By Eli Sagor, UMN Extension
Few issues have dominated forestry in Minnesota more than the future of ash trees threatened by emerald ash borer. With about a billion trees on almost a million acres in Minnesota alone, ash is important culturally, economically, and ecologically here. The EAB threat has led to two very different areas of research and Extension education: with communities preparing for changes to their urban forests and with foresters concerned about future health and productivity of their lands.
In August I spent a day in the woods north of Deer River for an update on this second line of research. I joined a group of foresters learning about silvicultural options to maintain resilient and productive black ash stands under threat from EAB. As the third in a series on ecological silviculture in pine stands, mixed stands, and now ash, this post reviews the research presented there as well as the opportunities and issues discussed by the land managers present. The workshop was led by Tony D’Amato of the UMN Department of Forest Resources and John Almendinger and Dan Hanson of the Minnesota DNR. It was offered by the University of Minnesota’s Sustainable Forests Education Cooperative.
Emerald ash borer is an introduced beetle that causes nearly 100% mortality on North American native ash trees. EAB is now established in several counties in Minnesota, as well as a few miles from Duluth in Superior, Wisconsin. Because our native ash have no resistance to EAB and at least some may survive Minnesota’s cold winters, there is concern that we will see ash mortality across the north woods. This causes obvious concerns not only about economic, but also wildlife habitat, human cultural, and other impacts.
Ash is widely distributed across northern Minnesota forests and woodlands. While it is found on uplands as well, most ash exists on wet forest sites that are inhospitable to most other native tree species. Long-term survival of other species on ash sites tends to be limited primarily by moisture. Adding to the concern about loss of ash is the potential that these sites will become even wetter if the existing ash canopy is lost, which would reduce evapotranspiration (removal of moisture from soil through the roots). This could make these sites even less hospitable to other species, prompting concern about long-term loss of any forest cover on these sites. This potential is discussed in Extension’s 2011 Ash Management Guide‘s section on wet forests.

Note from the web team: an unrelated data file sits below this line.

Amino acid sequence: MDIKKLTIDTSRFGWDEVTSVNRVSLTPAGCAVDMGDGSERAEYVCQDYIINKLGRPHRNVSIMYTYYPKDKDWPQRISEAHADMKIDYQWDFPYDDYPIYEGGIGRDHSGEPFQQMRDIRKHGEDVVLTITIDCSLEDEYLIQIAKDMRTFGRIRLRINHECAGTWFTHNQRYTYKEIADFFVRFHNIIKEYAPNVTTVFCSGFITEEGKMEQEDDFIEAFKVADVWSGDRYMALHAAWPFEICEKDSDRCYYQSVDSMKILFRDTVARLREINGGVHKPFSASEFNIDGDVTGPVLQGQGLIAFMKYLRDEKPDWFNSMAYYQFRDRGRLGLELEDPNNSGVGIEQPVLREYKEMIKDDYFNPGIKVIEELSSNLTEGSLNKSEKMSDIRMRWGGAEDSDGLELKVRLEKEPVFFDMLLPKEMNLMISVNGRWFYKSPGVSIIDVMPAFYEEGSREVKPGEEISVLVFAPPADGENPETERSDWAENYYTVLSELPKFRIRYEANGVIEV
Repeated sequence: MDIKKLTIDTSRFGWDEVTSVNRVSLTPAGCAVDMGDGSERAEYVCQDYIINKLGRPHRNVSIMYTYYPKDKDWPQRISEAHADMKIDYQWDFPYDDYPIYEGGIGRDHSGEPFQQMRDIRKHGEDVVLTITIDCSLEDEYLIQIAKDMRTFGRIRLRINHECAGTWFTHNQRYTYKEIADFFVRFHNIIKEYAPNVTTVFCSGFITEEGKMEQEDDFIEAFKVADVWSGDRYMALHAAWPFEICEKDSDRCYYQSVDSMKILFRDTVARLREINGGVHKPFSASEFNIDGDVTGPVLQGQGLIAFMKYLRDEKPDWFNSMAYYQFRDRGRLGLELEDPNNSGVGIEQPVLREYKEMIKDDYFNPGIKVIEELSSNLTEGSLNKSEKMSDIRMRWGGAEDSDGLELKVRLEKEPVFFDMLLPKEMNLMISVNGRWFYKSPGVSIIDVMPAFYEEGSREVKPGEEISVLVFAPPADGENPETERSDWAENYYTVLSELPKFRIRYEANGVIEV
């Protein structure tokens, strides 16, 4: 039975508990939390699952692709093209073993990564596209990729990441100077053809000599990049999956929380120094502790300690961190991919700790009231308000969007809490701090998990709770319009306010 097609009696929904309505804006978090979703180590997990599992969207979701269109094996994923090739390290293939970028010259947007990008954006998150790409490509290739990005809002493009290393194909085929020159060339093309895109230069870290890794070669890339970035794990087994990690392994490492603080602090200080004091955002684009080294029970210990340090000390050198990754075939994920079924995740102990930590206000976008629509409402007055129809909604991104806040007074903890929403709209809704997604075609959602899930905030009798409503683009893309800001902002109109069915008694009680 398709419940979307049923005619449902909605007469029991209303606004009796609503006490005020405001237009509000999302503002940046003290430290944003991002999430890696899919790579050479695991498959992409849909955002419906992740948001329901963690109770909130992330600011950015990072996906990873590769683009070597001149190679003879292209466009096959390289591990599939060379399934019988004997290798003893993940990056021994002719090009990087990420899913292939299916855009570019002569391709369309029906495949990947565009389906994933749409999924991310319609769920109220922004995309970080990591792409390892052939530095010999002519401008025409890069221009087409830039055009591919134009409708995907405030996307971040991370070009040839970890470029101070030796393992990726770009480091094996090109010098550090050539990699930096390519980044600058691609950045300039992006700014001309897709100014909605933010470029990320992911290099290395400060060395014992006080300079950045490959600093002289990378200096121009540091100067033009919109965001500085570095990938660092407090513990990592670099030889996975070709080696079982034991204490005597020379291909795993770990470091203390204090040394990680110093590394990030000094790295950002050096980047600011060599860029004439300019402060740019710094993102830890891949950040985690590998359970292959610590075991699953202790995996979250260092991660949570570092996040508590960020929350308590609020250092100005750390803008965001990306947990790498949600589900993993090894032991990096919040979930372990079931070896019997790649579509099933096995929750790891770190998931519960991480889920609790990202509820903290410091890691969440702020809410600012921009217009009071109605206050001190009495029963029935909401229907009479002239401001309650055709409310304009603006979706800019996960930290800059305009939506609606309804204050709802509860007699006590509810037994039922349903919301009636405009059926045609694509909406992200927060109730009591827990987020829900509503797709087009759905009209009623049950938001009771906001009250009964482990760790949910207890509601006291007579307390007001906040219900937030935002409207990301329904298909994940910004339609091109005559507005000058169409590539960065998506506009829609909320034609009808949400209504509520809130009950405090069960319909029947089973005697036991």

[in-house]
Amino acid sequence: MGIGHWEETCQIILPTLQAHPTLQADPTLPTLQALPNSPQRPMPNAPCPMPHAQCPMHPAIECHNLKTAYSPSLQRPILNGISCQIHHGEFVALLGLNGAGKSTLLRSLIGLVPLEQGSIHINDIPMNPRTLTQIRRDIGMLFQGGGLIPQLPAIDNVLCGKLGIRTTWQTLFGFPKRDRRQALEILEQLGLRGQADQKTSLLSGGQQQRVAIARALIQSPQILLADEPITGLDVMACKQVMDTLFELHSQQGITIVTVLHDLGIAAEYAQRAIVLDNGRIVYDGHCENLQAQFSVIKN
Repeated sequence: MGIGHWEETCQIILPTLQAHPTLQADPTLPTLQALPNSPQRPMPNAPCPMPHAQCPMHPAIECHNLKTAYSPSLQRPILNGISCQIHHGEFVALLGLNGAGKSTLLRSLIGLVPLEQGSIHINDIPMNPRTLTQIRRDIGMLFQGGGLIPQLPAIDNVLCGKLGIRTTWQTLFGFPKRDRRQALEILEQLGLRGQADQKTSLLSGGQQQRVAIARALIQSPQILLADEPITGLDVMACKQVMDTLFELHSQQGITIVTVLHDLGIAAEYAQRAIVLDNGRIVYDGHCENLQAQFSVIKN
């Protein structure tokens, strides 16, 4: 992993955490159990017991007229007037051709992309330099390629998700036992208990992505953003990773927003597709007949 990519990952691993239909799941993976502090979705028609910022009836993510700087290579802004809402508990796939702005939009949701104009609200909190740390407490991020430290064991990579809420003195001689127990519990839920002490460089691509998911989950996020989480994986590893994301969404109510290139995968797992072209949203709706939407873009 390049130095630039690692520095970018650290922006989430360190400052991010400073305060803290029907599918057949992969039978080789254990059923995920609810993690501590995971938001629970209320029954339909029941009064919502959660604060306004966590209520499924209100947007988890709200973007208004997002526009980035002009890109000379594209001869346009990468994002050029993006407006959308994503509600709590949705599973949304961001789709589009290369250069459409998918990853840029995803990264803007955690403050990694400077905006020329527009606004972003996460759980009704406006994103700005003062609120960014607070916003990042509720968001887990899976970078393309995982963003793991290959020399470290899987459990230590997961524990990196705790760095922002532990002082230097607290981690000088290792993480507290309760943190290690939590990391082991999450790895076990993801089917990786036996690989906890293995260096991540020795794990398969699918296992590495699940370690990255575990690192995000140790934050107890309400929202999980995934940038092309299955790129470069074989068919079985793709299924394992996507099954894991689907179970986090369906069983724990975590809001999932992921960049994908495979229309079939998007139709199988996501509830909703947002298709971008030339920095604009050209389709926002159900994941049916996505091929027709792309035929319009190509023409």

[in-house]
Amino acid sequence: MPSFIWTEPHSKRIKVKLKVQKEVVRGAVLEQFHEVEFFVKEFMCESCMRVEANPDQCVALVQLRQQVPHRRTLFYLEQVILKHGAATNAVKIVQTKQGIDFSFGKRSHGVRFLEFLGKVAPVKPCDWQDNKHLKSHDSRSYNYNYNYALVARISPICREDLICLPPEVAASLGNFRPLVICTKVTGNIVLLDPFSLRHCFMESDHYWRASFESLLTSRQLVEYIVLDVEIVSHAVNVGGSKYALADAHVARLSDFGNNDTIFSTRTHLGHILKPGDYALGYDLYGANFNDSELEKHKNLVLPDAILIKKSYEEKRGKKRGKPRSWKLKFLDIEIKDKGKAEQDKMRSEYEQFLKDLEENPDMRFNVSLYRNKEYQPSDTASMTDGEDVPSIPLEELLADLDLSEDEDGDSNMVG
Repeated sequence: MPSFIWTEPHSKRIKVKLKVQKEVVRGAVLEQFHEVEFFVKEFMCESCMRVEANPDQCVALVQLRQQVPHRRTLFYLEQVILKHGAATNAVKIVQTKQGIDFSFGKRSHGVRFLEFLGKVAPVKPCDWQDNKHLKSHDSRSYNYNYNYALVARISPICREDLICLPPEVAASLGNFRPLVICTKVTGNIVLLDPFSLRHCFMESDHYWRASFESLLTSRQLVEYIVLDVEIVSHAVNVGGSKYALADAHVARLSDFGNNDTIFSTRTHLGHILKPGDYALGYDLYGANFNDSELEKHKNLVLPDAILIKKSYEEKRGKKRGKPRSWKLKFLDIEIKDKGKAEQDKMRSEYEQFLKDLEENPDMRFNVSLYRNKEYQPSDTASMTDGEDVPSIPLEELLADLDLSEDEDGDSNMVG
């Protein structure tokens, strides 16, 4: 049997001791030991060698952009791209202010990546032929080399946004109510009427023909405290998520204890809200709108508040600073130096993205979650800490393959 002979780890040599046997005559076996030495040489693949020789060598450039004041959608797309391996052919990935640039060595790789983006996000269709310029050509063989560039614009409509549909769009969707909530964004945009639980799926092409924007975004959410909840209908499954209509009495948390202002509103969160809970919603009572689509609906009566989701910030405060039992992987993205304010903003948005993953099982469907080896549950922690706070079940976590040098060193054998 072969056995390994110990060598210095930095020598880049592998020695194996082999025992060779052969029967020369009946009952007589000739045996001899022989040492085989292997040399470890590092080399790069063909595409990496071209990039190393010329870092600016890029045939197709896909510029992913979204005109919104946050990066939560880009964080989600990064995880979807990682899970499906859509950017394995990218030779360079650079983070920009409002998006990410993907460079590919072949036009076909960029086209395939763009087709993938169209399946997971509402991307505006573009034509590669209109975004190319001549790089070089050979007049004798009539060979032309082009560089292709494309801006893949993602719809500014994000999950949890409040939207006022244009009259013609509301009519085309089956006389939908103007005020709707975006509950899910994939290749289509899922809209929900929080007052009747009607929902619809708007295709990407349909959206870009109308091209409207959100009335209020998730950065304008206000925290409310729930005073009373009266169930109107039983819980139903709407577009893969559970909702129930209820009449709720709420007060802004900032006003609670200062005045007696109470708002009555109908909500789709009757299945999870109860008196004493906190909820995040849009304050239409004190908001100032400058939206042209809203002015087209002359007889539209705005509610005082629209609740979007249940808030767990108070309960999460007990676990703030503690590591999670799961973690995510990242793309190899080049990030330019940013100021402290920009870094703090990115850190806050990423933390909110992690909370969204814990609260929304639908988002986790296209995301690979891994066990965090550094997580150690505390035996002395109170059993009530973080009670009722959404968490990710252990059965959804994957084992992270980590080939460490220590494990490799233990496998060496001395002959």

The focus of the day was less on EAB and more on strategies to maintain healthy, resilient, and productive forests across northern Minnesota before, during, and after any impacts associated with EAB.
Ash stands visited: Wet and very wet
We visited two different types of ash stands: Northern wet ash swamp and northern very wet ash swamps. (For technical details, see MN DNR ecological classification native plant community fact sheets WFn55 and WFn64, respectively.) Wet ash swamp sites typically have standing water only into late spring, while very wet ash swamp sites may have standing water through spring and summer.
While difficult to depict in the photos, the very wet ash swamp that we visited first had the hummocky topography typical of these stands. Trees were virtually 100% black ash and while there was little standing water due to a dry late summer, our feet were certainly wet as we left the site. The virtual exclusivity of black as on this site was attributed to that species’ ability to withstand year over year of repeated inundation to a degree that would do in most other species that commonly occur on wet sites.
Next, we crossed the road to visit a slightly less wet as swamp. Conditions were quite different here, with more species diversity, less hummocky topography, and drier soils. We discussed silvicultural options at some length at this site. The increased species diversity of course created more opportunities for a gradual replacement of ash prior to arrival of EAB, but the concern was that a sudden loss of ash could lead to ponding, causing this stand to behave more like the very wet swamp we visited first.